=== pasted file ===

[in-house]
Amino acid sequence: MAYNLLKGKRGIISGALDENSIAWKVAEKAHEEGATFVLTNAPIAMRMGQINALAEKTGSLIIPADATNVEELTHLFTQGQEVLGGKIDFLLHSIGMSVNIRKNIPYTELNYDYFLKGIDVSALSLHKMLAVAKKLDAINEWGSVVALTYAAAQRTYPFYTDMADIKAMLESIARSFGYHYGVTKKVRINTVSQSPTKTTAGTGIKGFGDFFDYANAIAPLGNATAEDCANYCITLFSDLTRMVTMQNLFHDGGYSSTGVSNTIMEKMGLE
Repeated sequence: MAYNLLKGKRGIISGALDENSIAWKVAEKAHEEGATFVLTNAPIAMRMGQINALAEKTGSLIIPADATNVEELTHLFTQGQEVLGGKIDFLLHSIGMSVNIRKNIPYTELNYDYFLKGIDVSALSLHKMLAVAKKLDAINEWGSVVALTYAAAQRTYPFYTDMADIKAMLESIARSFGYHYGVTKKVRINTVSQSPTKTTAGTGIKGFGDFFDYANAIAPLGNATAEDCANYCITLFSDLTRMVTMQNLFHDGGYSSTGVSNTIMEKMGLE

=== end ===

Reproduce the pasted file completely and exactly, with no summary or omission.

[in-house]
Amino acid sequence: MAYNLLKGKRGIISGALDENSIAWKVAEKAHEEGATFVLTNAPIAMRMGQINALAEKTGSLIIPADATNVEELTHLFTQGQEVLGGKIDFLLHSIGMSVNIRKNIPYTELNYDYFLKGIDVSALSLHKMLAVAKKLDAINEWGSVVALTYAAAQRTYPFYTDMADIKAMLESIARSFGYHYGVTKKVRINTVSQSPTKTTAGTGIKGFGDFFDYANAIAPLGNATAEDCANYCITLFSDLTRMVTMQNLFHDGGYSSTGVSNTIMEKMGLE
Repeated sequence: MAYNLLKGKRGIISGALDENSIAWKVAEKAHEEGATFVLTNAPIAMRMGQINALAEKTGSLIIPADATNVEELTHLFTQGQEVLGGKIDFLLHSIGMSVNIRKNIPYTELNYDYFLKGIDVSALSLHKMLAVAKKLDAINEWGSVVALTYAAAQRTYPFYTDMADIKAMLESIARSFGYHYGVTKKVRINTVSQSPTKTTAGTGIKGFGDFFDYANAIAPLGNATAEDCANYCITLFSDLTRMVTMQNLFHDGGYSSTGVSNTIMEKMGLE